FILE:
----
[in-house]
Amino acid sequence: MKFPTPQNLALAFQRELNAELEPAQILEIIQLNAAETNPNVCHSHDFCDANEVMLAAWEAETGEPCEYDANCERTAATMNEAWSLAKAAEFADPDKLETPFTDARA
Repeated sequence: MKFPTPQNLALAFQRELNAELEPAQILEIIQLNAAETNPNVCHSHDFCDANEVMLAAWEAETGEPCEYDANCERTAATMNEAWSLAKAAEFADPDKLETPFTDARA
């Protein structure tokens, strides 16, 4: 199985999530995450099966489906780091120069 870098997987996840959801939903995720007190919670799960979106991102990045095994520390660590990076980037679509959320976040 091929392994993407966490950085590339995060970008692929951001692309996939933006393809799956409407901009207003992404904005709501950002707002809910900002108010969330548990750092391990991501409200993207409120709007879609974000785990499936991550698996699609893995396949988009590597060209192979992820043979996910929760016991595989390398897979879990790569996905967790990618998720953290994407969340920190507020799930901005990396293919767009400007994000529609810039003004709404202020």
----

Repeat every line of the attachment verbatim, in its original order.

[in-house]
Amino acid sequence: MKFPTPQNLALAFQRELNAELEPAQILEIIQLNAAETNPNVCHSHDFCDANEVMLAAWEAETGEPCEYDANCERTAATMNEAWSLAKAAEFADPDKLETPFTDARA
Repeated sequence: MKFPTPQNLALAFQRELNAELEPAQILEIIQLNAAETNPNVCHSHDFCDANEVMLAAWEAETGEPCEYDANCERTAATMNEAWSLAKAAEFADPDKLETPFTDARA
């Protein structure tokens, strides 16, 4: 199985999530995450099966489906780091120069 870098997987996840959801939903995720007190919670799960979106991102990045095994520390660590990076980037679509959320976040 091929392994993407966490950085590339995060970008692929951001692309996939933006393809799956409407901009207003992404904005709501950002707002809910900002108010969330548990750092391990991501409200993207409120709007879609974000785990499936991550698996699609893995396949988009590597060209192979992820043979996910929760016991595989390398897979879990790569996905967790990618998720953290994407969340920190507020799930901005990396293919767009400007994000529609810039003004709404202020």